Monday, June 8, 2009

Disturbing Story: Tobacco Lollipops

Apparently, if you take a drug and make it look like candy, it is not going to appeal to children:

On May 27, CNN’s Carol Costello reported on tobacco company R.J. Reynolds new dissolvable “smokeless products.” Noting that critics call them “tobacco lollipops” that are aimed at getting “kids hooked on nicotine,” Costello reported that “R.J. Reynolds will soon test three new products — Camel sticks that dissolve as you suck them, minty tobacco strips that look like breath strips, and orbs — flavored, dissolvable tablets that some say look and taste exactly like candy.”

BURR: But when CNN did their story. Take a guess on the angle that they took. They labeled it as candy. Candy! Even though it’s not candy flavored. They said it was candy. … No, they said it was candy. That’s where they labeled it. … They portrayed Reynolds America as being deceptive and luring children. No candy. It’s not going in the candy section. It’s in the tobacco section where smokeless and stick products is.

Later in his speech, Burr responded to Sen. Jeff Merkley’s (D-OR) criticism that some of the dissolvable tobacco products are in containers shaped like cell phones to attract kids. “Let me assure you, Mr. President, if a cell phone doesn’t work, children don’t want it,” said Burr.

This bothers me on so many levels. We need to be watching out for our children, not getting them hooked on drugs.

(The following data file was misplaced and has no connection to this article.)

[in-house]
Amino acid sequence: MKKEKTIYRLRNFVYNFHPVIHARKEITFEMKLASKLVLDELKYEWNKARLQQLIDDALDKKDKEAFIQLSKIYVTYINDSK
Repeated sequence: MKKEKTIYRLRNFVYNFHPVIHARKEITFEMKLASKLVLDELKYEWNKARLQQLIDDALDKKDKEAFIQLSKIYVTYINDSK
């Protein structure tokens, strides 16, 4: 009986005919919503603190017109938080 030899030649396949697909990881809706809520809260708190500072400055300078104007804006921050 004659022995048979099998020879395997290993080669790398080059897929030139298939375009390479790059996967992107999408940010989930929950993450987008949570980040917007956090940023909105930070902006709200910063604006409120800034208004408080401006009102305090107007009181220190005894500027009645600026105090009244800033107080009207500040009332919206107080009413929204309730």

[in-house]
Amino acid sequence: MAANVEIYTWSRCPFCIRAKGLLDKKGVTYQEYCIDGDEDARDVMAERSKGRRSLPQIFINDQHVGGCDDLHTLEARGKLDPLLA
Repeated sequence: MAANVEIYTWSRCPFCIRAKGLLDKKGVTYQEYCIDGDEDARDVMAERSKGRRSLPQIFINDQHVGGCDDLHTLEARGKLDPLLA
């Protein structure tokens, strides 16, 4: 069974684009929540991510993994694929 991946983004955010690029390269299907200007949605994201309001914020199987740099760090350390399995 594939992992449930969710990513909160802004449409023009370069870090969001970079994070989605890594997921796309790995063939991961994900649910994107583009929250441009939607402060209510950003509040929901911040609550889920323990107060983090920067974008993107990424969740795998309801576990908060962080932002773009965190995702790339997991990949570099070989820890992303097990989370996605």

Bryant J. Knight said...

I don't see the problem here, although I admit that I do have some bias on this issue (discussed below)

Like all other tobacco products, these "candy" forms of tobacco will be sold in isolated areas, and you'll have to have an ID just to buy them.

For those who are under 18 who somehow still manage to obtain the products, I think the "candy" factor might actually *discourage* use. Many of these kids use cigarettes because they think it makes them look cool or like adults. On the other hand, candy is more symbolic of childishness, so there would be a disincentive to use the "candy" tobacco products.

On a related note, I have seen tobacco lollipops before. Many compounding pharmacies make these products for adults who are trying to quit smoking. The lollipop form gives the user something to do with his hands, so it helps nicotine addicts who have a "hand-to-mouth" habit.

My bias on this issue: My mother used to work at a cigarette manufacturing plant. After more than 20 years on the job, she was laid off because the company went bankrupt, in large part because of excessive tobacco taxes. Years before that, when I was still a young kid, I used to go with Mom to labor union rallies where we'd chant, "No more tobacco tax!" But, not surprisingly, the government hated families like ours and would've been just as happy to see us out on the street.